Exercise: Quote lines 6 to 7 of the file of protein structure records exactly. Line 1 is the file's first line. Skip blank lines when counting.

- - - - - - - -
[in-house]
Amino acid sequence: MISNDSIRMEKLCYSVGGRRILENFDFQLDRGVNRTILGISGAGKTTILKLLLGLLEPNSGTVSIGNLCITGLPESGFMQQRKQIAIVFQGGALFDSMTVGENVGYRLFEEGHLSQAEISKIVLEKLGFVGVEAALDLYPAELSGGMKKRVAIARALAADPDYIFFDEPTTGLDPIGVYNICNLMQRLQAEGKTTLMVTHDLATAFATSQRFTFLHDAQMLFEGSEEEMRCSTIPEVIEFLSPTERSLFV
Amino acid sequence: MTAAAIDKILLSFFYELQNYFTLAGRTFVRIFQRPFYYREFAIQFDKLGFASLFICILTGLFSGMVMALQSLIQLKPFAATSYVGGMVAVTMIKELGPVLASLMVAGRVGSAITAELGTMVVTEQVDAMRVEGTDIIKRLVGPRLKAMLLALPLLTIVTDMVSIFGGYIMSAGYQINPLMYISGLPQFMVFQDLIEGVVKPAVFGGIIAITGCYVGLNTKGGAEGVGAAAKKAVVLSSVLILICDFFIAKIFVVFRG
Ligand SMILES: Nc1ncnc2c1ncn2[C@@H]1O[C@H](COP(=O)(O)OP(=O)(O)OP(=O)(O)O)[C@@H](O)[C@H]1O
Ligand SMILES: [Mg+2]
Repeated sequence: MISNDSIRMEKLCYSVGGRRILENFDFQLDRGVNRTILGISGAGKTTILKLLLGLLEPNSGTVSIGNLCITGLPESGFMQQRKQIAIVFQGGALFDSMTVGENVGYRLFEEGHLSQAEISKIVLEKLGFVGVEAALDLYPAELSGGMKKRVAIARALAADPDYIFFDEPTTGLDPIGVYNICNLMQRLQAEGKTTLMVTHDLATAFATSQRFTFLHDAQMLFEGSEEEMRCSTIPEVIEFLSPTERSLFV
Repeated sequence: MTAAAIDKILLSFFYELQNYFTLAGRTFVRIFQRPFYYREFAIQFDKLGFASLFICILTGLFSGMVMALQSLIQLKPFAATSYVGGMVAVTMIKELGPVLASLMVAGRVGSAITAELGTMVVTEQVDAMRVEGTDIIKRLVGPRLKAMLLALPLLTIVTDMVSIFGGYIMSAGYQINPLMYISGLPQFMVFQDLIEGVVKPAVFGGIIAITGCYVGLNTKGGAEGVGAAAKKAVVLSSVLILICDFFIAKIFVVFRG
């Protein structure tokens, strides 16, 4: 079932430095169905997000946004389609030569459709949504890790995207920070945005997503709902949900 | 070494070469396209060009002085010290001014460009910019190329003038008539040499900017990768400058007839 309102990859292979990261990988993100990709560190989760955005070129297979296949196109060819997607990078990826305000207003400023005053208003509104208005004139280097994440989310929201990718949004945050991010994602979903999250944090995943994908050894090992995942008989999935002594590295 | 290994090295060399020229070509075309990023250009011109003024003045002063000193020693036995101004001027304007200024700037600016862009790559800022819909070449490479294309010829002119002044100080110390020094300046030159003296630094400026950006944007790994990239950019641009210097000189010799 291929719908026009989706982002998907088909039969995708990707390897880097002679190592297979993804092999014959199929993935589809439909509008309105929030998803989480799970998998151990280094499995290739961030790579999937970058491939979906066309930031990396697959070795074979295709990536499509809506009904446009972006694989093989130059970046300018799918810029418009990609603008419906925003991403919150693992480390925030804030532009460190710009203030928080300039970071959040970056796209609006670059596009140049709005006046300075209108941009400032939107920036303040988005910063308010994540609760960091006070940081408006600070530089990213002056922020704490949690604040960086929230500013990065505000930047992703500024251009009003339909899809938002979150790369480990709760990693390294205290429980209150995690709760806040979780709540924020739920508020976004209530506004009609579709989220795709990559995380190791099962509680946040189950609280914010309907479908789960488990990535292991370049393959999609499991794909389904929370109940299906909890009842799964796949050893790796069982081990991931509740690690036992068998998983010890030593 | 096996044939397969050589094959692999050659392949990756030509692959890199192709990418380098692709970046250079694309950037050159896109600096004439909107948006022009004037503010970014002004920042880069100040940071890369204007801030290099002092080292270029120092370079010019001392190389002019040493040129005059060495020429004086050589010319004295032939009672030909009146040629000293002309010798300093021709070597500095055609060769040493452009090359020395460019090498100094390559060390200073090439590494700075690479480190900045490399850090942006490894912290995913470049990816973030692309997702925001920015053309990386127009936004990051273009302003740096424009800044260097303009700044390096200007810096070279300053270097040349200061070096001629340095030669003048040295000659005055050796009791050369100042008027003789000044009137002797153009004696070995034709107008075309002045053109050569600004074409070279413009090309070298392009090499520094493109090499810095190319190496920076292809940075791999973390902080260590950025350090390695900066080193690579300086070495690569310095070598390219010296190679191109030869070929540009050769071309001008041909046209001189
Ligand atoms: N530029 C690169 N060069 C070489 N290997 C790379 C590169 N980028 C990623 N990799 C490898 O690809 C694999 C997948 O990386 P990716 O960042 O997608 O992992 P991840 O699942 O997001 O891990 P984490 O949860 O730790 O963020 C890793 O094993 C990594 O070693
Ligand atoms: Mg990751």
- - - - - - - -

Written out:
Repeated sequence: MISNDSIRMEKLCYSVGGRRILENFDFQLDRGVNRTILGISGAGKTTILKLLLGLLEPNSGTVSIGNLCITGLPESGFMQQRKQIAIVFQGGALFDSMTVGENVGYRLFEEGHLSQAEISKIVLEKLGFVGVEAALDLYPAELSGGMKKRVAIARALAADPDYIFFDEPTTGLDPIGVYNICNLMQRLQAEGKTTLMVTHDLATAFATSQRFTFLHDAQMLFEGSEEEMRCSTIPEVIEFLSPTERSLFV
Repeated sequence: MTAAAIDKILLSFFYELQNYFTLAGRTFVRIFQRPFYYREFAIQFDKLGFASLFICILTGLFSGMVMALQSLIQLKPFAATSYVGGMVAVTMIKELGPVLASLMVAGRVGSAITAELGTMVVTEQVDAMRVEGTDIIKRLVGPRLKAMLLALPLLTIVTDMVSIFGGYIMSAGYQINPLMYISGLPQFMVFQDLIEGVVKPAVFGGIIAITGCYVGLNTKGGAEGVGAAAKKAVVLSSVLILICDFFIAKIFVVFRG